Assuming the front office adds new faces at the position, Tate seems like a solid fit. He's one of the most productive wide receivers with an established resume among impending unrestricted free agents. The veteran thrives in space and extends plays on intermediate passes—two qualities that suit quarterback Tom Brady and the Patriots offense. 

    Landing Spot: New England Patriots

Tight End: Jared Cook

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    In his 10th season, tight end Jared Cook notched career highs in receptions (68), yards (896) and receiving touchdowns (six) as a bright spot in the Oakland Raiders' 23rd-ranked offense. While it's a good idea for the team to re-sign him as a reliable option for quarterback Derek Carr, head coach Jon Gruden and general manager Mike Mayock may have other plans to land a cheaper option. 

    According to NBC Sports Bay Area's Scott Bair, Gruden would like Cook to return but understands the veteran tight end may have a competitive market after his best season as a pass-catcher. The Raiders have a projected $73.8 million to spend, though it's unclear how far they would go to re-sign a player on the back end of his career. Gruden's tendency to rely on veterans could keep the 31-year-old in silver and black.

    But the rookie tight end class features a group with solid hands from top to bottom. 

    Cook would fit with a contending team that's ready to win now and needs a big-body pass-catcher to close out drives in the end zone. The 6'5" tight end can sign with the Saints, who missed out on Jimmy Graham last year and only have Josh Hill on the books at the position in 2019.

    Cook can add an immediate impact in the passing game, and New Orleans needs a consistent downfield option other than wideout Michael Thomas.

    Landing Spot: New Orleans Saints

Offensive Lineman: Rodger Saffold

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    Even though he'll turn 31 years old in June, Rodger Saffold has two factors working in his favor as he prepares for free agency. 

    For starters, he's a versatile asset who can play four different positions across the offensive line. In addition, the veteran has been a key cog in a Rams ground attack that ranks first in average second-level rushing yards (1.58) and second in stuff rank, with its ball-carriers tackled at or behind the line of scrimmage just 14.6 percent of the time, per Football Outsiders.

    Last year, the Rams spent big, and they can double down on that approach with quarterback Jared Goff still on his rookie deal. However, the front office may look to add younger talent at guard to save cash for premium positions. 

    In 2018, the Atlanta Falcons lost starting guards Brandon Fusco (ankle) and Andy Levitre (torn triceps) for the season. The latter suited up for two games in his contract year. He's been sidelined for 17 contests over the last two terms because of his triceps.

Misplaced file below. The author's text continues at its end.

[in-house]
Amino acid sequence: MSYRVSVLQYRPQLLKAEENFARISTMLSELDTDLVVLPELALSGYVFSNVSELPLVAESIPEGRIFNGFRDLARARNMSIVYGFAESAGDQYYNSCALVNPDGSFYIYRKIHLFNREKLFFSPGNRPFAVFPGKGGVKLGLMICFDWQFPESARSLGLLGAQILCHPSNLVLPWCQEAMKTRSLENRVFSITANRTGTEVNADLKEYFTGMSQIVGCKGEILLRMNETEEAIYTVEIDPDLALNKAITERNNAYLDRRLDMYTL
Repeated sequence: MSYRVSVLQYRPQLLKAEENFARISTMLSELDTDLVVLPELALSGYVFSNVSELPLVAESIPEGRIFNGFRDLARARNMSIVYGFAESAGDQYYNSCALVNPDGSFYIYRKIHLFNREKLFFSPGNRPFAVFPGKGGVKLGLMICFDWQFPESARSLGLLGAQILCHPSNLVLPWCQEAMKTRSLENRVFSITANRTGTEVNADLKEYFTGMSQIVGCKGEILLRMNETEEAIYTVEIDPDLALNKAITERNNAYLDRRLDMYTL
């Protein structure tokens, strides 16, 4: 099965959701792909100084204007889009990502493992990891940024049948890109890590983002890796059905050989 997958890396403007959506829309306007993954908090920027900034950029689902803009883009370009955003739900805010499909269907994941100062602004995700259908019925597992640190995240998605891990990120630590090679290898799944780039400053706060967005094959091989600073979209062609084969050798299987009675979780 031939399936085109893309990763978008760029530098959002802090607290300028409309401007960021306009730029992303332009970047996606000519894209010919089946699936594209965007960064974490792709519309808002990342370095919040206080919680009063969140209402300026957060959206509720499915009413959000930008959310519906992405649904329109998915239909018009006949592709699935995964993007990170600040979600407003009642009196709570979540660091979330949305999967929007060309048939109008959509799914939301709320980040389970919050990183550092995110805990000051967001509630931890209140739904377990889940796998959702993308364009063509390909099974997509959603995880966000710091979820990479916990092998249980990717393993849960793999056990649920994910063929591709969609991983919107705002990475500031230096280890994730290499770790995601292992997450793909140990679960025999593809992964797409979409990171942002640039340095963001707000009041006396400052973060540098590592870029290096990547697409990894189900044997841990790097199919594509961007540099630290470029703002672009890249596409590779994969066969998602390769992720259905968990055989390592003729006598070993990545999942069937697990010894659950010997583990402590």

If the Falcons move on from Levitre, Saffold would be an upgrade and an ideal acquisition to bolster a ground attack that ranked 27th last year. For the big bucks, he's also capable of plugging holes in the trenches in case of injury. 

    Landing Spot: Atlanta Falcons

Defensive Lineman: Demarcus Lawrence

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    On the surface, it's an easy decision: Re-sign the team's top pass-rusher to a long-term deal. Demarcus Lawrence is tied with Calais Campbell and Cameron Jordan for fourth among all defenders in sacks (25) over the last two years. He brings attitude and a source of power up front. But should the Dallas Cowboys invest in a player with a history of significant injuries?

    During his tenure in Dallas, Lawrence has suffered a broken foot, underwent two back surgeries and needs to go under the knife to address a shoulder ailment in the offseason, per the Dallas Mornings NewsJon Machota. Despite the procedures, he's only missed seven games in the last four seasons. Four absences were due to a substance-abuse policy violation in 2016.

    Dallas has a projected $48.5 million in cap space for the new calendar year. The front office isn't strapped for cash. In addition to re-signing Lawrence, extensions for quarterback Dak Prescott, running back Ezekiel Elliott and wide receiver Amari Cooper are priorities, per Fort Worth Star-Telegram's Clarence E. Hill Jr.

    Assuming the Cowboys exercise Elliott's fifth-year option, there's more time (through 2020) to negotiate with his camp. Prescott and Cooper have another year left on their respective rookie deals. Even if one of them signs an early extension, the Cowboys should have enough to ink their star defensive end to a multiyear contract. 

    Typically, high-end pass-rushers don't hit the open market. Though it may cost the Cowboys $20-plus million per year to retain Lawrence, expect the two-time Pro Bowler to remain in Dallas on a massive deal.

    Landing Spot: Dallas Cowboys

Linebacker: C.J. Mosley

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    Although inside linebackers generate less interest than pass-rushers and top-notch cornerbacks during free agency, teams still value quality assets on the defensive side of the ball. That's especially true of the Baltimore Ravens. Last year, they finished first in total defense and second in points allowed.

    According to The Athletic's Jeff Zrebiec, Mosley is at the top of Baltimore's offseason priority list.

    "The Ravens have a history of keeping top defensive players in their prime," he wrote. "They've already been in negotiations with Mosley's agent, Jimmy Sexton, and they have seemingly identified the middle linebacker as their top free-agent priority. Mosley has made it clear that he doesn't want to play elsewhere."